They find particles of dust from the Sahara at distances that defy gravity – Correo del Orinoco



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Large amounts of dust particles from the Sahara desert were found at a distance of up to 3,500 kilometers in the Caribbean, which could be contributing to global warming, according to a study by the Royal Dutch Institute for Maritime Research. (NIOZ) and recently published in the journal Science Advances.

Dust affects the delicate balance between sunlight and the heat emitted by the Earth, the development of tropical cyclones and the formation of clouds. The winds carry dust particles from the western Sahara to the Atlantic Ocean.

The researchers collected samples of this dust in floating buoys and underwater sediment traps at five sites in the Atlantic Ocean between 2013 and 2016.

"Existing ideas do not conceive that such massive particles travel in the atmosphere at long distances, suggesting that there is an atmospheric process, or a combination of processes still unknown, that keeps them in the air," said one of the authors of the study. study, Giles Harrison, quoted by the scientific portal Phys.org.

"This evidence that dust and ashes are transported here is significant because these particles influence the transfer of radiation around the Earth and the carbon cycles in the oceans," Harrison added.

The role of large particles is underestimated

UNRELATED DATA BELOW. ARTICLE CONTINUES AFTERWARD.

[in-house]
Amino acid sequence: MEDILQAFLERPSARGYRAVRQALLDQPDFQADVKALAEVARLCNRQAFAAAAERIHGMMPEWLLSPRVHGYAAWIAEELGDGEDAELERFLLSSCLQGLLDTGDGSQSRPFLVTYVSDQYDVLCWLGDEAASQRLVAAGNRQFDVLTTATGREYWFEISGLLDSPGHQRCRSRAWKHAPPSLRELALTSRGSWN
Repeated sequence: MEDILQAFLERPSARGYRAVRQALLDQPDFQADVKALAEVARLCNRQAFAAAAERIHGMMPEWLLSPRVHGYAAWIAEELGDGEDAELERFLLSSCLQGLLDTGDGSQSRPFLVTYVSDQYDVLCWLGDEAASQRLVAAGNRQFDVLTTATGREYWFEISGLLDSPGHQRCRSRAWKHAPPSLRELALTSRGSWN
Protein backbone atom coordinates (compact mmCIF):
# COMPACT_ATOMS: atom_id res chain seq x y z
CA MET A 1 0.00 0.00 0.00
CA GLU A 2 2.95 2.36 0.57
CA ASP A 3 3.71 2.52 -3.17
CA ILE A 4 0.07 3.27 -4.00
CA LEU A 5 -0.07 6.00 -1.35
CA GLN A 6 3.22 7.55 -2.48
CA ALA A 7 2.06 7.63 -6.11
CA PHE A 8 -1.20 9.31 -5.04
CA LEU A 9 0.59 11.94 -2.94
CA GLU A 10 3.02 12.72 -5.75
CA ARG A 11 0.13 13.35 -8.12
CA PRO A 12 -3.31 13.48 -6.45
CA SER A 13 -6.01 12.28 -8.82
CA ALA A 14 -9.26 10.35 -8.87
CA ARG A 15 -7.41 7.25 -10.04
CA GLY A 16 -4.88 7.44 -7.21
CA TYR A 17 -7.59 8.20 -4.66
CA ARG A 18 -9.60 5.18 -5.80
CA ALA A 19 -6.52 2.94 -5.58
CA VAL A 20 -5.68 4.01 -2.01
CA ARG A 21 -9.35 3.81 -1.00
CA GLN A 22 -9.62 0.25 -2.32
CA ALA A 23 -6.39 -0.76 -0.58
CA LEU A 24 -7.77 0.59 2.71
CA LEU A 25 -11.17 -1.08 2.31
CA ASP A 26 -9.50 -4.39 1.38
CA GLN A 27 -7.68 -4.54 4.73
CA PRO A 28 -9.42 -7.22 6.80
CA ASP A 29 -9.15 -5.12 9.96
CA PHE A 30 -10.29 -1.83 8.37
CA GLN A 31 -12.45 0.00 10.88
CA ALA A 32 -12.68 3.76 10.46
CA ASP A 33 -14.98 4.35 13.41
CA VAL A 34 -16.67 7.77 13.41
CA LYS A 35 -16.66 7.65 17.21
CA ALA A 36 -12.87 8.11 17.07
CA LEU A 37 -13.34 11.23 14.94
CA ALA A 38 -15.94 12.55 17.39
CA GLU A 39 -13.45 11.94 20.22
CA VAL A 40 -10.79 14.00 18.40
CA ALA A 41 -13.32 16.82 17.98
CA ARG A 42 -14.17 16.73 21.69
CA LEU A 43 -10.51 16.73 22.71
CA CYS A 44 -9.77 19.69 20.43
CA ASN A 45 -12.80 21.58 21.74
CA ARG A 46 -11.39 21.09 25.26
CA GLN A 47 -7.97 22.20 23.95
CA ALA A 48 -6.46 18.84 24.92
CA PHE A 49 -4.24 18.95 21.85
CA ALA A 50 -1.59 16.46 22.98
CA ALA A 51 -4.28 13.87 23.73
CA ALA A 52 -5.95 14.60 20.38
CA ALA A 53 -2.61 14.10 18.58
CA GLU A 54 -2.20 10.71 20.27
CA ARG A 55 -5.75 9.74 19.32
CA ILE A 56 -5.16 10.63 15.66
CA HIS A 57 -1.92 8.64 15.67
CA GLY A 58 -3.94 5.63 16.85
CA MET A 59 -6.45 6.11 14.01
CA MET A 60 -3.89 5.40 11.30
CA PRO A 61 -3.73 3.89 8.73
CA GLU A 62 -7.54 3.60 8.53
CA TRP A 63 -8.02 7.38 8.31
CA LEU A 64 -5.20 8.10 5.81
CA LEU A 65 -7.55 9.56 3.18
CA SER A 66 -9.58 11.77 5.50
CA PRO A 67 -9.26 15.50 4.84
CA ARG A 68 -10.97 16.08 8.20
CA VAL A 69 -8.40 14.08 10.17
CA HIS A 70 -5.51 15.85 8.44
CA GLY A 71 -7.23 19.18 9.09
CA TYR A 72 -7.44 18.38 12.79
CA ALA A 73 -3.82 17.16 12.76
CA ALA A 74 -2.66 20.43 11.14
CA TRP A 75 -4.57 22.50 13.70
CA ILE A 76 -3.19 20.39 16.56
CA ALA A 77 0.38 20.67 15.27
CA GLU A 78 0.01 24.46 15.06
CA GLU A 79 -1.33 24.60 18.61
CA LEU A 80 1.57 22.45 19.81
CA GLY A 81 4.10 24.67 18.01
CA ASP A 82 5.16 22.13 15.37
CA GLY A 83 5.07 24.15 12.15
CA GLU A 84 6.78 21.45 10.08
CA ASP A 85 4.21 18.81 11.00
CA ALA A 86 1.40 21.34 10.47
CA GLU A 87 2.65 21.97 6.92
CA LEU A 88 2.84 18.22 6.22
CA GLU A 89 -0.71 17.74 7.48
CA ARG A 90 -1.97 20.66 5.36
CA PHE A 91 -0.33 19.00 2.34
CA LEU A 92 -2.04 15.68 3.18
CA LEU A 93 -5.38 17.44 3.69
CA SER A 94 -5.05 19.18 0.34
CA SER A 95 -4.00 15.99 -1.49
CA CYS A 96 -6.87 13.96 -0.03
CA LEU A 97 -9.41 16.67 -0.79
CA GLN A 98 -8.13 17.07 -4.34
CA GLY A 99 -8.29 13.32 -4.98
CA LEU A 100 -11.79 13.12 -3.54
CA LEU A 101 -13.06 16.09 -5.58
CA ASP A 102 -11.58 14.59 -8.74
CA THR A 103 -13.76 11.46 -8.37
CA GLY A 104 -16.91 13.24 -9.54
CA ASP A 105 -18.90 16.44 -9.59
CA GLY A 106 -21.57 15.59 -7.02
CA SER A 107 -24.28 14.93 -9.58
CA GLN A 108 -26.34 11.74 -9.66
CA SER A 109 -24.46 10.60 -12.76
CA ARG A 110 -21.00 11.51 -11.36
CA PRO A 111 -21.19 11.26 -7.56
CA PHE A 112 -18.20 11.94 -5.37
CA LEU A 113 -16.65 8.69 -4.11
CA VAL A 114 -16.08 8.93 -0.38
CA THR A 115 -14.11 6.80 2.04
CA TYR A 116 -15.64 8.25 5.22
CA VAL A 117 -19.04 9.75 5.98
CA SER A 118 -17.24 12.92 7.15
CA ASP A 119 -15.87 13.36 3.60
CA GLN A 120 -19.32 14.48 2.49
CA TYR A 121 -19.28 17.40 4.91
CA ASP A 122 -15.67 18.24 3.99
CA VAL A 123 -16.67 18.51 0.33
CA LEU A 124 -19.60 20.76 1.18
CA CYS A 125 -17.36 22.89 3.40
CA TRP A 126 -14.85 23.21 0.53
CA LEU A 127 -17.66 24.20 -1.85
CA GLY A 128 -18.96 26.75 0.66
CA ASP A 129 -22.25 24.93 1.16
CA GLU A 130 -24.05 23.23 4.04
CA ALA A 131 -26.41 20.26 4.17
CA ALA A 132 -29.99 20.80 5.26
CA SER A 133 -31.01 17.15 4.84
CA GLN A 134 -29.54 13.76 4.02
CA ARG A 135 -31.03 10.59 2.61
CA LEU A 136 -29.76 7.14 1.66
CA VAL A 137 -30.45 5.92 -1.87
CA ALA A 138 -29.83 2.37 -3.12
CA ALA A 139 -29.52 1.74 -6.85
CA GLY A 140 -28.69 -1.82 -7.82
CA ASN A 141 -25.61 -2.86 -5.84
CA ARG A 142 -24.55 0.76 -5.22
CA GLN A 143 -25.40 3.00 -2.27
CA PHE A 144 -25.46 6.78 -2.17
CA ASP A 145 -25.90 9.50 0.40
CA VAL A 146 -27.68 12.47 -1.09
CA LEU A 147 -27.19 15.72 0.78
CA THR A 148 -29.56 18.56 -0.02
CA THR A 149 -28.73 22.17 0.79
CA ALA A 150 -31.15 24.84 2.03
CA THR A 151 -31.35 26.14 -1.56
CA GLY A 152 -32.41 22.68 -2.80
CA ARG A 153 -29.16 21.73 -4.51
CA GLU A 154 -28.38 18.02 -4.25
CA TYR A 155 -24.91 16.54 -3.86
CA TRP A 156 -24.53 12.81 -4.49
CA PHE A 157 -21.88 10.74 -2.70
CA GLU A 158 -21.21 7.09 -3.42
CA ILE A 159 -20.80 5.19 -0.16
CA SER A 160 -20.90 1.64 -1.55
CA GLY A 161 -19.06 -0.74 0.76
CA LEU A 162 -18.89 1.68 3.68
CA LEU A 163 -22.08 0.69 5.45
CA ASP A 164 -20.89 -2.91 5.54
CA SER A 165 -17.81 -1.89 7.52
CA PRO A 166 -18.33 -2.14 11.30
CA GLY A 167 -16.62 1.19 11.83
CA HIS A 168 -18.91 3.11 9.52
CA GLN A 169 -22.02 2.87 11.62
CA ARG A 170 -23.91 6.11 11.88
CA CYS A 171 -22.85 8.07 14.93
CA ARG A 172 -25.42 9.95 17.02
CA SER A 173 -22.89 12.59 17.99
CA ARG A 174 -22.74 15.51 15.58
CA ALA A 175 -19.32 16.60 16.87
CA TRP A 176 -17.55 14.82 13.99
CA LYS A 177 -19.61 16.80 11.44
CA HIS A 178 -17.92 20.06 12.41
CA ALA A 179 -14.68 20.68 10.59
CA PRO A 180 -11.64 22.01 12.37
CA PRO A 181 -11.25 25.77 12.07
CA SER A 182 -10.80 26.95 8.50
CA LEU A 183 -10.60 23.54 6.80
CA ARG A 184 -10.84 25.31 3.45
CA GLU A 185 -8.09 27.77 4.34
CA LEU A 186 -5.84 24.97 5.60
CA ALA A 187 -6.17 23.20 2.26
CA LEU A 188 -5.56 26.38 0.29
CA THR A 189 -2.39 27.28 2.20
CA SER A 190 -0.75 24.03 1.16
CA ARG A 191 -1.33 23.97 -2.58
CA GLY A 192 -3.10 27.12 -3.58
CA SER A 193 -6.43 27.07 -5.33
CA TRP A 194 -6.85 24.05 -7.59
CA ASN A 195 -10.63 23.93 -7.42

In addition, the size of the patrols found is 0.45mm in diameter, which means that they are almost 50 times larger than scientists thought it was possible to transport at such distance through global winds.

The authors of the study argue that this indicates that the role of large dust particles, especially quartz, both in cloud formation and in the carbon cycle in the oceans, has been underestimated.

According to the researchers, the role they play in the atmosphere, with its far-reaching unexpected effects, should be included in future climate models.

The study also suggests that the amount of dust removed from the atmosphere by rain, rather than by gravity, is greater than previously assumed. This has implications for the oceans, since the droplets formed by the dust particles are very acidic. In addition, large particles sink faster, bringing nutrients to the deeper parts of the ocean.

Both factors affect the growth of algae and therefore food chains and the carbon cycle in the ocean.

T / RT
F / File

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